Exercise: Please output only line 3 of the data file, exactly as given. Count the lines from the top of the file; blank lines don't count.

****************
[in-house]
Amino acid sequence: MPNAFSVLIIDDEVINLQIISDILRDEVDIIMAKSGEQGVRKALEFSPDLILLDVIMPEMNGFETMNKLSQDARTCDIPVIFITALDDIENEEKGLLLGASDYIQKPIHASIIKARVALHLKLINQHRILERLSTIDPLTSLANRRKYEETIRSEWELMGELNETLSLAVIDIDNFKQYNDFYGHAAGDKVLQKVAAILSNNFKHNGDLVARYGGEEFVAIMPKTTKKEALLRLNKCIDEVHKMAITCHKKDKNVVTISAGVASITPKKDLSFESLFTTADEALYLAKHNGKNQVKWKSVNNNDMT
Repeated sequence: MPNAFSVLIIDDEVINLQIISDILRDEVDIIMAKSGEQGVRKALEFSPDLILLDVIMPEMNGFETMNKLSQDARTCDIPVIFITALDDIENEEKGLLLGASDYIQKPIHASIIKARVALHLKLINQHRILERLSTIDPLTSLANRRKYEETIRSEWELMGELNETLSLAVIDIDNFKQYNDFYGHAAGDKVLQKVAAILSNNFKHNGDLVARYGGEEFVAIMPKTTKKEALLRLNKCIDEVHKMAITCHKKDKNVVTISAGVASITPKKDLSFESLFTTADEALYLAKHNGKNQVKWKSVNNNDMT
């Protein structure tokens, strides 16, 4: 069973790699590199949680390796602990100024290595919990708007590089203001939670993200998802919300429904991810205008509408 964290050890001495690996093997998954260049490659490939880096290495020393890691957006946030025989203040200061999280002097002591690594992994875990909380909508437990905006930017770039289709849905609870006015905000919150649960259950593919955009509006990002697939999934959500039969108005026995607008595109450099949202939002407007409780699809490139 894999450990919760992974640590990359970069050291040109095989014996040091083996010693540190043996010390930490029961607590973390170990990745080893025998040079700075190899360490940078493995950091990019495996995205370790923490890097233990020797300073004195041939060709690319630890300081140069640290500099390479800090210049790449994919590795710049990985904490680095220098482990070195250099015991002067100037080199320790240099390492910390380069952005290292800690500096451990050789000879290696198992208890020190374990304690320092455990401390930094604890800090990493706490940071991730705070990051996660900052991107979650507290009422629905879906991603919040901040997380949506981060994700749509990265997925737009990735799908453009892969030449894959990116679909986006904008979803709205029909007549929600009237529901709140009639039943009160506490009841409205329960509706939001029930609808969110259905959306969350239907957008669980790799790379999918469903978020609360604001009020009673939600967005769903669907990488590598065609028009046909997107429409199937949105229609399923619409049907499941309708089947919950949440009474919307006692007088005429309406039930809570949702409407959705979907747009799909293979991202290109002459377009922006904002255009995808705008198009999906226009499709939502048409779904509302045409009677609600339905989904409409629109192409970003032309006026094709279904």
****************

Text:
Repeated sequence: MPNAFSVLIIDDEVINLQIISDILRDEVDIIMAKSGEQGVRKALEFSPDLILLDVIMPEMNGFETMNKLSQDARTCDIPVIFITALDDIENEEKGLLLGASDYIQKPIHASIIKARVALHLKLINQHRILERLSTIDPLTSLANRRKYEETIRSEWELMGELNETLSLAVIDIDNFKQYNDFYGHAAGDKVLQKVAAILSNNFKHNGDLVARYGGEEFVAIMPKTTKKEALLRLNKCIDEVHKMAITCHKKDKNVVTISAGVASITPKKDLSFESLFTTADEALYLAKHNGKNQVKWKSVNNNDMT